The charity pick-up truck rolled into a rural South African township laden with the usual boxes of bread loaves and assorted vegetables – and an unusual and especially prized gift: more than 50kg of fresh venison.
The antelope had been shot a few days prior by game farmers whose tourist lodges were shuttered at the start of an anti-coronavirus lockdown in March.
“I can’t remember the last time I bought meat, ” township dweller Tebogo Mabunda exclaimed, clutching a bag of dark red venison cuts and a small sack of potatoes.
Since the tourist industry came to a standstill, Mabunda has been unable to find the odd jobs in nearby lodges and spas that usually allow the town’s thousands of informal workers to scrape by.
With four mouths to feed, the 40-year-old woman admitted she could now barely afford soap, and maize flour, a staple in South Africa.
“When I get a little bit of money I buy potatoes and tomatoes, ” said single mother Sarah Baloyi, who lives in a corrugated iron shack with her toddler.
“But unfortunately I can’t even get that because there is no work.”
Faced with growing demands for food donations, local supermarket owner Piet* started processing culled wild animals in his butchery for those in need.
“Previously farmers donated excess potatoes to us, ” he explained. “One day I went culling animals with a couple of farmers and thought: what will you do with it?”
Piet has since asked several lodges in the area to donate their animal carcasses to his store.
Through a network a charities, they have distributed more than 1.5 tons of venison to the community over the past two months.
“In times like these receiving a decent protein goes a long way, ” Piet said. “It breaks the habit of eating bread every day.”
Hunter Pat* cocked his rifle and hit a solitary impala ram straight between the eyes, knocking the animal dead to the ground.
“Nice shot, ” said his father Conrad*, driving up to the twitching body as the sun rose over a cluster of acacia trees.
Pat lit a cigarette and looked out at the family’s 200ha property, where tourists can take a break from the city and admire wild animals from their chalet windows.
With all reservations cancelled through to August, Conrad decided to cull 100 antelope to help feed the township – more than double the usual amount.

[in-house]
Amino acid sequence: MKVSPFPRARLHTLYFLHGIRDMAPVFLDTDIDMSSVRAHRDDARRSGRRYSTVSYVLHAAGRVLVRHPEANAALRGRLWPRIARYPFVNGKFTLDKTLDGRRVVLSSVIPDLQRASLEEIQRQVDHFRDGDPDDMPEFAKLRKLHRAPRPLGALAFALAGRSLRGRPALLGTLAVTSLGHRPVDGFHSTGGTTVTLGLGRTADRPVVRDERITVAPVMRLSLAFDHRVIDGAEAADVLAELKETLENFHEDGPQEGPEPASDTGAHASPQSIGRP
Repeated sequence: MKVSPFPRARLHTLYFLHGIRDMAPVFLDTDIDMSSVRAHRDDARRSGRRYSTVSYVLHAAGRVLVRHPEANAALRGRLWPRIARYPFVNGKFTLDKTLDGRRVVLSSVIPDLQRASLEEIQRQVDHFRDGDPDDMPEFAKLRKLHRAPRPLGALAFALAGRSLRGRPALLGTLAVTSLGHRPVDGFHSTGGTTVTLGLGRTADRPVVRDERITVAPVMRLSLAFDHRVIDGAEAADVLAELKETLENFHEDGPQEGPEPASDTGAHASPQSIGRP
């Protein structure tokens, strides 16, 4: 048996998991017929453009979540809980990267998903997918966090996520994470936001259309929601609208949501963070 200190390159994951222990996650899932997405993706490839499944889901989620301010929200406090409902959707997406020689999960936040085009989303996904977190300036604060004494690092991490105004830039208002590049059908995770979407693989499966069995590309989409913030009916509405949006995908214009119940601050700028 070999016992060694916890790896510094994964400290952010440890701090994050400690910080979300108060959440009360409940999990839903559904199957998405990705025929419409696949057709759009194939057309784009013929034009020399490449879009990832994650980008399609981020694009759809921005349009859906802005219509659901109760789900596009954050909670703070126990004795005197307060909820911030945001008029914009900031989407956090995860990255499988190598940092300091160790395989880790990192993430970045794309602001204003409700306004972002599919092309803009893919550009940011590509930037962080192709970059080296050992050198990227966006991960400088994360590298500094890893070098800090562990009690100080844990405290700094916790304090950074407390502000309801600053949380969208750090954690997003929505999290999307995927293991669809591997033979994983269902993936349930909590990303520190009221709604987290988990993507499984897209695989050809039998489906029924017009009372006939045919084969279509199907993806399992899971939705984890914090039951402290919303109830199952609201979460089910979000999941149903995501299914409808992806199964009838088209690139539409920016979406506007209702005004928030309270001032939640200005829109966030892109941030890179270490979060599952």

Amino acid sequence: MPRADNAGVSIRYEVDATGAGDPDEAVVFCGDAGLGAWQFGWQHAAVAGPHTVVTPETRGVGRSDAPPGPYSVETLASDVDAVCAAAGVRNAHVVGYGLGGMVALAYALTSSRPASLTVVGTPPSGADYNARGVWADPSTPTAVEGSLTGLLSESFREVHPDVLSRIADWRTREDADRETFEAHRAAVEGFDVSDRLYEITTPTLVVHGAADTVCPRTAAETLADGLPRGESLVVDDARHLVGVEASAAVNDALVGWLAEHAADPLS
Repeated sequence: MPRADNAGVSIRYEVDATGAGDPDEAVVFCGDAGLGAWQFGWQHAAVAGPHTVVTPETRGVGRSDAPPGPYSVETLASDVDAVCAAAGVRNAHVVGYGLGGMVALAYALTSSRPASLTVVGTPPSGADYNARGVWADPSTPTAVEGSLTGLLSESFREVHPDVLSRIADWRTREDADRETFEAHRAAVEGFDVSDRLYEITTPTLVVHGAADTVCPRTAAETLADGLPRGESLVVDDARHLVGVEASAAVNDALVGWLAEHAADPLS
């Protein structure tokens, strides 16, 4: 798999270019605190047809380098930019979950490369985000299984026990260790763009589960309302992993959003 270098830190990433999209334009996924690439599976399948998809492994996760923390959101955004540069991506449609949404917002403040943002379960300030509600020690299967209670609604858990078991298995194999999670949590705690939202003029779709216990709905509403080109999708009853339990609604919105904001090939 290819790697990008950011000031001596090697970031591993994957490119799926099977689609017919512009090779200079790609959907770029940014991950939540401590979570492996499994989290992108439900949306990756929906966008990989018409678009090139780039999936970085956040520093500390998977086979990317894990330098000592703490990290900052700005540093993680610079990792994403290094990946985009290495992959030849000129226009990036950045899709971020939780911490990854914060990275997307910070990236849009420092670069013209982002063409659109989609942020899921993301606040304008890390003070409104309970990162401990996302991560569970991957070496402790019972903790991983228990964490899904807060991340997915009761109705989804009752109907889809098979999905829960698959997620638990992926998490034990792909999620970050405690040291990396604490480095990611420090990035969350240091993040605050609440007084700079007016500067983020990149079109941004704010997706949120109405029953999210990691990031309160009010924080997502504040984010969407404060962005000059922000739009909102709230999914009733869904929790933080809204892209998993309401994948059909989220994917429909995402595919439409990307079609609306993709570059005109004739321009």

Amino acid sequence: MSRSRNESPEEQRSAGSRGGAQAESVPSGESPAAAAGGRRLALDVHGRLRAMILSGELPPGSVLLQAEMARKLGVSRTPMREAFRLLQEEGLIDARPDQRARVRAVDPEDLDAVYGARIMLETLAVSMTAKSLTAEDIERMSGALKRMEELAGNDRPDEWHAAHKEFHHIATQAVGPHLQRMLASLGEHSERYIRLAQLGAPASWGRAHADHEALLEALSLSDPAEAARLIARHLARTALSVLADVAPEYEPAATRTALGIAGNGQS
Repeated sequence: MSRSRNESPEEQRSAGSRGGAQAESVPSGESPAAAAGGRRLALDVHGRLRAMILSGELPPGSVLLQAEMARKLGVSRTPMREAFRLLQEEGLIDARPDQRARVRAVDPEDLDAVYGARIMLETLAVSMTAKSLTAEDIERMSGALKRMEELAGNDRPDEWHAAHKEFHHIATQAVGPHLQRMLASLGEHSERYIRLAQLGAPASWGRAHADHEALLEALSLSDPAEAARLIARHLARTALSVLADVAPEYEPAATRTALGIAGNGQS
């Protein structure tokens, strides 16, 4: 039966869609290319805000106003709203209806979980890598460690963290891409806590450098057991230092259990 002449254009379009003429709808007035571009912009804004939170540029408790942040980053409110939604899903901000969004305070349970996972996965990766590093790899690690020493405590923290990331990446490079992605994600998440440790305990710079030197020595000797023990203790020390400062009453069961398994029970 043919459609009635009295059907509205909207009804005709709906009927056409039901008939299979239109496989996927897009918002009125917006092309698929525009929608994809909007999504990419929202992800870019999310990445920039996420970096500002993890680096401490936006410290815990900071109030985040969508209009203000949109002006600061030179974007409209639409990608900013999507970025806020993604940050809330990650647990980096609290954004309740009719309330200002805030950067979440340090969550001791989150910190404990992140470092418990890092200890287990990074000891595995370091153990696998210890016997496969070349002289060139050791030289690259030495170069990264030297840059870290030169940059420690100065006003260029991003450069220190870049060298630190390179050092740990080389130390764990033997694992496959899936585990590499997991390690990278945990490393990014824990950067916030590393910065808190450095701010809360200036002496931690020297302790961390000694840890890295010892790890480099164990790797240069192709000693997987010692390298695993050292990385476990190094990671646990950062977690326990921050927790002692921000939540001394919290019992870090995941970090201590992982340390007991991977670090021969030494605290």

“Just after lockdown started, problems immediately surfaced next door, ” Conrad said, adding that animals on the neighbouring farm were being poached for food.
“It’s plain hunger, ” he explained. “The township was already on knife’s edge... What happened with coronavirus is just pushing it over the top.”
Only four of 33 employees were still working on the farm, mainly to patrol the property and check fences for breaches – a precaution that was stepped up due to increased poaching under lockdown.
While Conrad has continued to pay all his workers, he admitted lay-offs were “in the pipeline”.
“We are very hard hit, ” he said. “Our turnover is virtually zero.”
South Africa’s domestic tourism season is so far only expected to reopen in December. International travellers may have to wait until 2021.
The country has the highest number of confirmed coronavirus cases in Africa, with 25,937 infections and 552 fatalities recorded to date.
“It’s a poor town, our economy is broken... and there is a need for food, ” said Piet, as reduced supermarket staff sorted through a batch of fruit and vegetable donations.
“Our main source of income is tourism... and now there is nothing across board.”
Back at the lodge, Pat noted that the only upside to the absence of tourists was more leeway for animal culling.
“Guests don’t appreciate shooting, ” he said. “Normally we are sneaky... but now we can do it more openly.”
South Africa’s lockdown has also coincided with the start of the hunting season – causing the value of animals to plummet as farmers seek to get rid of surplus that would normally be shot.
The auction price of a live impala has halved to 1,500 rand (US$85/RM365), while venison has dropped from 30 rand to 15 rand per kg (from RM7.70 to RM3.90 per kg.
Piet hoped the plunging prices would prompt hunting farms to donate surplus rather than sell.
But their response has been mixed and most of the venison he receives has come from smaller family-run lodges rather than larger ones.
“(Animals) are a livelihood that they are sacrificing, ” he shrugged. “They need to be remain economically viable.”
Despite efforts to scale up the venison scheme, Piet and his charity partners have sought to avoid the attention of local authorities.
Several incidents of corruption have been reported across South Africa since the start of the lockdown, with government officials allegedly hoarding food parcels for personal and political use.
“Corruption in the government is very easy, ” said charity worker Majozy*, who distributes donations collected by Piet’s supermarket.
“They register people and say they are going to get food (but) by the time they have to deliver we don’t see much happening.”
Several township residents said they had not yet received food parcels from local councillors.
Provincial government spokesman Witness Tiva said measures had been taken to exclude councillors from food distribution and eliminate delays.
“The government should be looking after the people, ” resident Eva Ngobeni complained. “(Without the supermarket) we would be starving to death.”
Piet said he had already been approached by party officials seeking to take over the meat distribution scheme for “political posturing”.
“Why should I allow it?” he asked. “The more people involved, the more pilferage there will be.”
Conrad echoed this concern, preferring to remain “low-key”.
“We don’t need the publicity, ” he said. “If you go public, you will get problems.” – AFP
*Names have been changed to preserve anonymity.